- 1 U. S. Department of Health & Human Services. Organ Procurement and Transplantation Network (OPTN) and Scientific Registry of Transplant Recipients (SRTR). 2014 http://optn.transplant.hrsa.gov/members/regions.asp (accessed 31 Jan 2014).
- 2 U. S. Department of Health & Human Services. OPTN/SRTR 2012 Annual Data Report. 2012 http://srtr.transplant.hrsa.gov/ADR.aspx
- 3 Marshall B, Swearingen JP. Complexities in transplant revenue management. Prog Transplant 2007; 17: 94-98.
- 4 Medicare Program; Hospital Conditions of Participation: Requirements for Approval and Re-Approval of Transplant Centers To Perform Organ Transplants. United States: U. S. Department of Health and Human Services. 2007 http://www.cms.gov/Medicare/Provider-Enrollment-and-Certification/GuidanceforLawsAndRegulations/Transplant-Laws-and-Regulations.html
- 5 Taylor AL, Watson CJE, Bradley JA. Immunosuppressive agents in solid organ transplantation: Mechanisms of action and therapeutic efficacy. Crit Rev Oncol Hematol 2005; 56: 23-46.
- 6 Staes CJ, Evans RS, Rocha BHSC, Sorensen JB, Huff SM, Arata J, Narus SP. Computerized alerts improve outpatient laboratory monitoring of transplant patients. J Am Med Inform Assoc 2008; 15: 324-332.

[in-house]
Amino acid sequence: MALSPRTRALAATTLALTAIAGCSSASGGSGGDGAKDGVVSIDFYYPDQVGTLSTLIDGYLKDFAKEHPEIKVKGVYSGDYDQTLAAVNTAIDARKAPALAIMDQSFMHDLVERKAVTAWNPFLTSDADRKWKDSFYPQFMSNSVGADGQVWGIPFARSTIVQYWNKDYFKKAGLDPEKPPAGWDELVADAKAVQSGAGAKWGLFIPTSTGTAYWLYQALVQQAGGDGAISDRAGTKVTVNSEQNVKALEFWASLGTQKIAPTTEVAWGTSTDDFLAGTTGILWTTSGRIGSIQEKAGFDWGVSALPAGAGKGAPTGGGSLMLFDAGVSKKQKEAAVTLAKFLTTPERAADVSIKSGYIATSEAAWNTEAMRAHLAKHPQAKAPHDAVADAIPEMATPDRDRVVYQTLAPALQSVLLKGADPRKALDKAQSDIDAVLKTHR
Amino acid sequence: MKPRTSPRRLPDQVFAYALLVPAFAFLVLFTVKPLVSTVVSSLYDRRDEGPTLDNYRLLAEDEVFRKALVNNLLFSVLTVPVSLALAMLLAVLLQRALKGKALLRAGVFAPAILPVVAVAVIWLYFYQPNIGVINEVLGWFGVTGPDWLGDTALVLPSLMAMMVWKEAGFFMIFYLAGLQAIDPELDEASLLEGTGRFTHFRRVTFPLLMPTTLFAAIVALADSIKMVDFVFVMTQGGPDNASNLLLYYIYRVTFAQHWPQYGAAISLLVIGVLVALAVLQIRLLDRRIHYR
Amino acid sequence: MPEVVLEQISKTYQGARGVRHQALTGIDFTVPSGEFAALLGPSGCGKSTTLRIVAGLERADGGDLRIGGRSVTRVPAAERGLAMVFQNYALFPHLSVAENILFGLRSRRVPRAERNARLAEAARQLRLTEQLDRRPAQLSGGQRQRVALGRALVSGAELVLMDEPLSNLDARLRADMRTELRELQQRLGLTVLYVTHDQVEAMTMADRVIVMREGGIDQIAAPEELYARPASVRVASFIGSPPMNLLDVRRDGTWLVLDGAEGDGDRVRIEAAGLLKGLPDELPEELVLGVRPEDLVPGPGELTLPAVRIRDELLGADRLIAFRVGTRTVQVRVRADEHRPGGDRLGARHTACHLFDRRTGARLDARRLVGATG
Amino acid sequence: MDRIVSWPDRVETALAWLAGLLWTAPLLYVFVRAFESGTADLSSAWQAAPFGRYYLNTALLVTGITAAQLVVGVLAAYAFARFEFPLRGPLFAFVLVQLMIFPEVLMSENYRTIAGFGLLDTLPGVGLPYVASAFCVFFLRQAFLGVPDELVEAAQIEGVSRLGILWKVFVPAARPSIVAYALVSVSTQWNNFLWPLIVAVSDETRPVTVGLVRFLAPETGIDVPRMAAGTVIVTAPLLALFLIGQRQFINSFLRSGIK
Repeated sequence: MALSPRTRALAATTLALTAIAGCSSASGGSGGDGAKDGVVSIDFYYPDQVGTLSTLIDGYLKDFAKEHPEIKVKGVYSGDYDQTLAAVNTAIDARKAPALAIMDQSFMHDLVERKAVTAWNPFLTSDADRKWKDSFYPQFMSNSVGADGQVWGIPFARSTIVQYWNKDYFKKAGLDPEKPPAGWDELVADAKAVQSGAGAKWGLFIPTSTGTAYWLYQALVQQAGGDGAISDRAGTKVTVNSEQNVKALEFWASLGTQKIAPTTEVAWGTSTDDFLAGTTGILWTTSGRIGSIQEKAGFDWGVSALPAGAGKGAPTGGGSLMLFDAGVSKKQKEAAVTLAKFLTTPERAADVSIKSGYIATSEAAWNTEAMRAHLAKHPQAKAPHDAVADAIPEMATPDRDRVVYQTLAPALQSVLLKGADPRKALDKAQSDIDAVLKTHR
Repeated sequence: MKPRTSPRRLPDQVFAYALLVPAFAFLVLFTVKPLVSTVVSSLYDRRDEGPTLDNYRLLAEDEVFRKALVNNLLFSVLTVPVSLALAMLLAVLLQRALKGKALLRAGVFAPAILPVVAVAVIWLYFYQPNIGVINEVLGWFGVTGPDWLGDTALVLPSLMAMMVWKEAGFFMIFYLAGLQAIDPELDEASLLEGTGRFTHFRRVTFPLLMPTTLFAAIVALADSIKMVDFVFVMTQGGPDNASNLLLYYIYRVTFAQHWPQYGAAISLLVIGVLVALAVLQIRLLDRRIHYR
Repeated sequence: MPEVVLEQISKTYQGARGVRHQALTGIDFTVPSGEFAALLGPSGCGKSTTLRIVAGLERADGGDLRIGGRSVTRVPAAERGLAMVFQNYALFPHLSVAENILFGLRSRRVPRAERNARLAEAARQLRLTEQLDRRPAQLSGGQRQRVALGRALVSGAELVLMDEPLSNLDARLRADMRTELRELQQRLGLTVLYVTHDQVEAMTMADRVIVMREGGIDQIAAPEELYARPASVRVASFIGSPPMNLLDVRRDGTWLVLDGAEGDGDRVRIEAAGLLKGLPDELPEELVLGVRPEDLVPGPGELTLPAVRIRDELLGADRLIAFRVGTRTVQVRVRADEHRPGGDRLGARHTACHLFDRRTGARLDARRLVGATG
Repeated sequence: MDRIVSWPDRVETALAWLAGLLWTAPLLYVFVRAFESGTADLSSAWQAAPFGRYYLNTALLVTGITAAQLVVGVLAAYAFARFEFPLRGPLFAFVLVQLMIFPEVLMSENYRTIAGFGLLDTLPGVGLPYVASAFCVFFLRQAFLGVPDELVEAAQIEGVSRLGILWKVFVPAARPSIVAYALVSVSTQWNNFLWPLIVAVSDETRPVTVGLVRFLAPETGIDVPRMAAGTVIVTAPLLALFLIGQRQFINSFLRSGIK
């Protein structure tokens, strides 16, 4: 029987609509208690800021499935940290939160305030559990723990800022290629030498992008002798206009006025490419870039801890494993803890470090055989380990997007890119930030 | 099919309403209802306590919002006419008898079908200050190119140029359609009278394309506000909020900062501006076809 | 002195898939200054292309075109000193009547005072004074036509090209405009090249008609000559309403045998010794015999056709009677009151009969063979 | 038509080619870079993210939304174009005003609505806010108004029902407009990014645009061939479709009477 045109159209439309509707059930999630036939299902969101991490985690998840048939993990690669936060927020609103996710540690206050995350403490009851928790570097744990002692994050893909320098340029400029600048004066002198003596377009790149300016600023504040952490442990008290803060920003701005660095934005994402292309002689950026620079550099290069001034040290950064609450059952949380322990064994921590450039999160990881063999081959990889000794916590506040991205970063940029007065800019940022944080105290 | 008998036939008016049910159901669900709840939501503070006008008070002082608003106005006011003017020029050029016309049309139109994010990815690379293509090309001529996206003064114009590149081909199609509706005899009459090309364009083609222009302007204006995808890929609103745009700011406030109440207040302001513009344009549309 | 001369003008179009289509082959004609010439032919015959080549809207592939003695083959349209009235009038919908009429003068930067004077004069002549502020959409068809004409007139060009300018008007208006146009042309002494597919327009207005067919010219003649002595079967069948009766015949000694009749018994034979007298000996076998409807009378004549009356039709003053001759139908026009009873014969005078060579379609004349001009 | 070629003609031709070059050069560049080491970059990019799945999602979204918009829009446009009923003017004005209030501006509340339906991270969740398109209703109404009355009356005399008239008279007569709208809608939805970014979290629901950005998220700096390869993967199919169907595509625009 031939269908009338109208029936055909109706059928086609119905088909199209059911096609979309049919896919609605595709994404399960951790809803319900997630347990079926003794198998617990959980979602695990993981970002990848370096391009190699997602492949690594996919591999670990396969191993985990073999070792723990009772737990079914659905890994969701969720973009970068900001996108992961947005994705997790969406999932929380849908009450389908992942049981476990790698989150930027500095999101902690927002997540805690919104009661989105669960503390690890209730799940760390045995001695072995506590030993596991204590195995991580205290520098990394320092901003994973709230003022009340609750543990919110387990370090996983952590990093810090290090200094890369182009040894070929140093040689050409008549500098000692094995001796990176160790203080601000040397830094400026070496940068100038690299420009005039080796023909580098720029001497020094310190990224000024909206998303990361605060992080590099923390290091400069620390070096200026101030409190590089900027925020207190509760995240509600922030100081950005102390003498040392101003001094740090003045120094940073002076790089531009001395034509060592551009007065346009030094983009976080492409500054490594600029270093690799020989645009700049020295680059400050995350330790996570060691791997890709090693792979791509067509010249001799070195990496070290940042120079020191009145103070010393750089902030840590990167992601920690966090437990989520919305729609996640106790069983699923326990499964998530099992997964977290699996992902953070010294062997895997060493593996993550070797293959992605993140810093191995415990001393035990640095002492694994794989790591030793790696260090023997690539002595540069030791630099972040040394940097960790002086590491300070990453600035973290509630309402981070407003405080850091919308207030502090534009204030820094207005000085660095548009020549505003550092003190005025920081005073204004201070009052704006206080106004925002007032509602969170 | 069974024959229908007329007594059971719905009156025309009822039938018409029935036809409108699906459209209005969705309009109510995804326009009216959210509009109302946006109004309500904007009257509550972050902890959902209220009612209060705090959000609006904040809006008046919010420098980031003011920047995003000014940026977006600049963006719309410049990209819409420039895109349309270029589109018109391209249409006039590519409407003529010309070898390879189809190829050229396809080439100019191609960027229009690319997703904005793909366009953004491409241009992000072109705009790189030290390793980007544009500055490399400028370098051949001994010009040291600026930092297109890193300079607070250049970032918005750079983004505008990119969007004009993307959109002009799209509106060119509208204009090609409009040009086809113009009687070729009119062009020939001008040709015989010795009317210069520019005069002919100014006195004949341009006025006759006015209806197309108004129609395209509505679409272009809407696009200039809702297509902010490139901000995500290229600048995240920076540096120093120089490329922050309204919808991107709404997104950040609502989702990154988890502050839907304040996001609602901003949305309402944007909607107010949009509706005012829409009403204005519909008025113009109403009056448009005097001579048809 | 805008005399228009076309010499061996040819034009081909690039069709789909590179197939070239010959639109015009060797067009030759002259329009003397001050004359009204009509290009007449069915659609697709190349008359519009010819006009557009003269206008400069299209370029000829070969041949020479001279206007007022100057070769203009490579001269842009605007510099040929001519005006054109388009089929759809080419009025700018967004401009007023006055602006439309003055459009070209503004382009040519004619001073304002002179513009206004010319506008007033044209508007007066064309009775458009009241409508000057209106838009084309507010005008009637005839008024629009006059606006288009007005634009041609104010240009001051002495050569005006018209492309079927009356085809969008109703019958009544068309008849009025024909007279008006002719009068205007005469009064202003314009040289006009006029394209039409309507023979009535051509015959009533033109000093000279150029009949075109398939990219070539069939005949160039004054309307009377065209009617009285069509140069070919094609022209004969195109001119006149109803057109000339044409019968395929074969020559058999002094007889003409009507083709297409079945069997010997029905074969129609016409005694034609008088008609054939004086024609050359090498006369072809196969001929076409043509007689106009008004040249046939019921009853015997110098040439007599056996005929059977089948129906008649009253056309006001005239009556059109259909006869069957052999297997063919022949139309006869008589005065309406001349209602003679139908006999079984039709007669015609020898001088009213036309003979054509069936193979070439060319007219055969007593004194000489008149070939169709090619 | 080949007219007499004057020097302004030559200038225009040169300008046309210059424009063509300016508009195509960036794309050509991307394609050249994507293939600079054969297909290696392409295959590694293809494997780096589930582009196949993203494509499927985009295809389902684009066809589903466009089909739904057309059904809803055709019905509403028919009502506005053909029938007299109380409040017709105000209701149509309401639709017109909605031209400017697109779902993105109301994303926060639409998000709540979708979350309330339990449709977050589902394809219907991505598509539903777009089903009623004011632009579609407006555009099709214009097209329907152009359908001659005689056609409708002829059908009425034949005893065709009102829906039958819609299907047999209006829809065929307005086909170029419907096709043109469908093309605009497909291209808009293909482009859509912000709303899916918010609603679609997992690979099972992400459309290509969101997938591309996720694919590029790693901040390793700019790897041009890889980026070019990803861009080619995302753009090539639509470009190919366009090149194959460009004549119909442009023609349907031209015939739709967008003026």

- 7 Park ES, Peccoud MR, Wicks KA, Halldorson JB, Carithers RL, Reyes JD, Perkins JD. Use of an automated clinical management system improves outpatient immunosuppressive care following liver transplantation. J Am Med Inform Assoc 2010; 17: 396-402.
- 8 Blumenthal D, Tavenner M. The “Meaningful Use” Regulation for Electronic Health Records. N Engl J Med 2010; 363: 501-504.
- 9 Centers for Medicare & Medicaid Services. EHR Incentive Programs. 2013 http://www.cms.gov/ehrincentiveprograms/ (accessed 28 Feb 2014).
- 10 Hsiao C, Hing E. Use and Characteristics of Electronic Health Record Systems Among Office-based Physician Practices: United States. 2001–2013. NCHS Data Brief 2014
- 11 Office of the National Coordinator for Health IT, Health IT Adoption and Use Dashboard. http://dash-board.healthit.gov/HITAdoption (accessed 1 Aug 2013).
- 12 Osheroff JA, Teich JM, Middleton B, Steen EB, Wright A, Detmer DE. A roadmap for national action on clinical decision support. J Am Med Inform Assoc 2007; 14: 141-145.
- 13 Kawamoto K, Lobach DF, Willard HF, Ginsburg GS. A national clinical decision support infrastructure to enable the widespread and consistent practice of genomic and personalized medicine. BMC Med Inform Decis Mak 2009; 9: 17.
- 14 O’Connor PJ, Sperl-Hillen JM, Rush WA, Johnson PE, Amundson GH, Asche SE, Ekstrom HL, Gilmer TP. Impact of electronic health record clinical decision support on diabetes care: a randomized trial. Ann Fam Med 2011; 9: 12-21.